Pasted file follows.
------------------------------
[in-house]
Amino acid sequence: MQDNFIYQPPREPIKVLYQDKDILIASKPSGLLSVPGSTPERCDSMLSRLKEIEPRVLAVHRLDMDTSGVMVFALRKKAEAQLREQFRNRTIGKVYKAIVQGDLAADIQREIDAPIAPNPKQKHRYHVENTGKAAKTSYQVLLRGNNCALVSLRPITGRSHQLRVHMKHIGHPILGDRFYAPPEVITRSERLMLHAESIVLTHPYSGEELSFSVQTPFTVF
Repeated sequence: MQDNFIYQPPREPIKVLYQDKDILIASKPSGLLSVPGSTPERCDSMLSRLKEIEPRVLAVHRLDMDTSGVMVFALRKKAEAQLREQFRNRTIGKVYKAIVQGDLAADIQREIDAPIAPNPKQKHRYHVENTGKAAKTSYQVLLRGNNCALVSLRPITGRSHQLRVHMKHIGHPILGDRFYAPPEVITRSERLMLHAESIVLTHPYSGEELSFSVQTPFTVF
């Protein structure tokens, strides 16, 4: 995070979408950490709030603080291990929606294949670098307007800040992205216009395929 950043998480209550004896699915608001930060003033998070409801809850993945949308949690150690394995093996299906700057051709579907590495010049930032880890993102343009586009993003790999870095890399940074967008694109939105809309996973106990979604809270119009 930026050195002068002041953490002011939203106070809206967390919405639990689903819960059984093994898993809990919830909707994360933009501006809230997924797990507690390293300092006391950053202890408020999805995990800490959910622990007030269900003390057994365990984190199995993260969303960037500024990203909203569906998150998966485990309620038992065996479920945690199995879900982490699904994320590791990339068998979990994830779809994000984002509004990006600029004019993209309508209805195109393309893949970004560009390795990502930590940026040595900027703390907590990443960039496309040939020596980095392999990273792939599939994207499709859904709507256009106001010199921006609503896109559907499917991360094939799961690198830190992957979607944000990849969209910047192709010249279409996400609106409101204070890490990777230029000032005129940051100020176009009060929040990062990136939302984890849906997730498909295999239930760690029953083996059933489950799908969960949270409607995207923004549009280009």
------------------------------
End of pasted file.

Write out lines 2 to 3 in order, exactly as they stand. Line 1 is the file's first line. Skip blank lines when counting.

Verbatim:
Amino acid sequence: MQDNFIYQPPREPIKVLYQDKDILIASKPSGLLSVPGSTPERCDSMLSRLKEIEPRVLAVHRLDMDTSGVMVFALRKKAEAQLREQFRNRTIGKVYKAIVQGDLAADIQREIDAPIAPNPKQKHRYHVENTGKAAKTSYQVLLRGNNCALVSLRPITGRSHQLRVHMKHIGHPILGDRFYAPPEVITRSERLMLHAESIVLTHPYSGEELSFSVQTPFTVF
Repeated sequence: MQDNFIYQPPREPIKVLYQDKDILIASKPSGLLSVPGSTPERCDSMLSRLKEIEPRVLAVHRLDMDTSGVMVFALRKKAEAQLREQFRNRTIGKVYKAIVQGDLAADIQREIDAPIAPNPKQKHRYHVENTGKAAKTSYQVLLRGNNCALVSLRPITGRSHQLRVHMKHIGHPILGDRFYAPPEVITRSERLMLHAESIVLTHPYSGEELSFSVQTPFTVF